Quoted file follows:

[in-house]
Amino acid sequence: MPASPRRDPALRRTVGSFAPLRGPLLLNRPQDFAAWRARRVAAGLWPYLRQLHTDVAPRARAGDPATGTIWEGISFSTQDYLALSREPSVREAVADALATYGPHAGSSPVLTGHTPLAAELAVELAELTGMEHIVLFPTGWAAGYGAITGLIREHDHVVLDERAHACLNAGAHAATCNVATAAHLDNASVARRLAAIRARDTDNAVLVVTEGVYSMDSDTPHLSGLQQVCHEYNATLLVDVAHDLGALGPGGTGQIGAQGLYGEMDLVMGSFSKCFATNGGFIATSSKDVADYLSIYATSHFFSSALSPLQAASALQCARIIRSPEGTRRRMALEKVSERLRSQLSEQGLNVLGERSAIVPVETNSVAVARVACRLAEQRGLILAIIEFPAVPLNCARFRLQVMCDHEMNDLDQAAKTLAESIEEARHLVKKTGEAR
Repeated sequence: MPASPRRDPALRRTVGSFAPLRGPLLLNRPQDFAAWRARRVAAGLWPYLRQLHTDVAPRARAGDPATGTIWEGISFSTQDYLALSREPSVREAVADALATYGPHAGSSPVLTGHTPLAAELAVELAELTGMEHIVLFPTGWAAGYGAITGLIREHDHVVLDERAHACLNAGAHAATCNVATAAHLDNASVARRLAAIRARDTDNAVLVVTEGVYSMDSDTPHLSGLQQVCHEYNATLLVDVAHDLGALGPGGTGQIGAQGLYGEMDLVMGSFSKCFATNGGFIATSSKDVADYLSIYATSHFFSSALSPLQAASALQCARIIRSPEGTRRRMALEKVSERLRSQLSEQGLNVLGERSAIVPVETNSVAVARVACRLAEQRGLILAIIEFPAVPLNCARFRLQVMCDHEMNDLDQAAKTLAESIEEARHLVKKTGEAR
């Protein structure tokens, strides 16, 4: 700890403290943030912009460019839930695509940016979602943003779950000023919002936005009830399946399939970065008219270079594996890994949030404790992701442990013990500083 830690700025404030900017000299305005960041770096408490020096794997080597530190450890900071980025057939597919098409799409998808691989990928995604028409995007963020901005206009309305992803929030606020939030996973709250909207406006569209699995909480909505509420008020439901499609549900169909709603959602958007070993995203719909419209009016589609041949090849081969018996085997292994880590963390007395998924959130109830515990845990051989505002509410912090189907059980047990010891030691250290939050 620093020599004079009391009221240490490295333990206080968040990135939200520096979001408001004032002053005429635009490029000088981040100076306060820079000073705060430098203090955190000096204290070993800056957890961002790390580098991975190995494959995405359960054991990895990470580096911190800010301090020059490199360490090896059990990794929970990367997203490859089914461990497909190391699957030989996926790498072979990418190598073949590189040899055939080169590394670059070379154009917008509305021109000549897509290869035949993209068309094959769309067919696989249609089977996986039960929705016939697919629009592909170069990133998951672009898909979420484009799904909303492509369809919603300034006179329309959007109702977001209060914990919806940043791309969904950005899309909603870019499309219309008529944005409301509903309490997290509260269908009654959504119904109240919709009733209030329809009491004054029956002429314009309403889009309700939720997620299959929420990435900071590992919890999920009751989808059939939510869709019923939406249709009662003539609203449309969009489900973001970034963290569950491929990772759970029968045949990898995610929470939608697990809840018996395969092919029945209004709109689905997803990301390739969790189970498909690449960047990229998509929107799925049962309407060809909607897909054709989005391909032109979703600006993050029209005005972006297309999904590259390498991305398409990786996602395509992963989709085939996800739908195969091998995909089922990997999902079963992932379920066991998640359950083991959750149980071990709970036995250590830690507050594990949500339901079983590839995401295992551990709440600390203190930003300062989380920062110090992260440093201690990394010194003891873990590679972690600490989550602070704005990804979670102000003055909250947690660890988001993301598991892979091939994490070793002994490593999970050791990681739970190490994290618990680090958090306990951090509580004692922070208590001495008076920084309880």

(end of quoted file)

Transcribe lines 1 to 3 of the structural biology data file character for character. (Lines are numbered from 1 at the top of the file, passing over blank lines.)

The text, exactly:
[in-house]
Amino acid sequence: MPASPRRDPALRRTVGSFAPLRGPLLLNRPQDFAAWRARRVAAGLWPYLRQLHTDVAPRARAGDPATGTIWEGISFSTQDYLALSREPSVREAVADALATYGPHAGSSPVLTGHTPLAAELAVELAELTGMEHIVLFPTGWAAGYGAITGLIREHDHVVLDERAHACLNAGAHAATCNVATAAHLDNASVARRLAAIRARDTDNAVLVVTEGVYSMDSDTPHLSGLQQVCHEYNATLLVDVAHDLGALGPGGTGQIGAQGLYGEMDLVMGSFSKCFATNGGFIATSSKDVADYLSIYATSHFFSSALSPLQAASALQCARIIRSPEGTRRRMALEKVSERLRSQLSEQGLNVLGERSAIVPVETNSVAVARVACRLAEQRGLILAIIEFPAVPLNCARFRLQVMCDHEMNDLDQAAKTLAESIEEARHLVKKTGEAR
Repeated sequence: MPASPRRDPALRRTVGSFAPLRGPLLLNRPQDFAAWRARRVAAGLWPYLRQLHTDVAPRARAGDPATGTIWEGISFSTQDYLALSREPSVREAVADALATYGPHAGSSPVLTGHTPLAAELAVELAELTGMEHIVLFPTGWAAGYGAITGLIREHDHVVLDERAHACLNAGAHAATCNVATAAHLDNASVARRLAAIRARDTDNAVLVVTEGVYSMDSDTPHLSGLQQVCHEYNATLLVDVAHDLGALGPGGTGQIGAQGLYGEMDLVMGSFSKCFATNGGFIATSSKDVADYLSIYATSHFFSSALSPLQAASALQCARIIRSPEGTRRRMALEKVSERLRSQLSEQGLNVLGERSAIVPVETNSVAVARVACRLAEQRGLILAIIEFPAVPLNCARFRLQVMCDHEMNDLDQAAKTLAESIEEARHLVKKTGEAR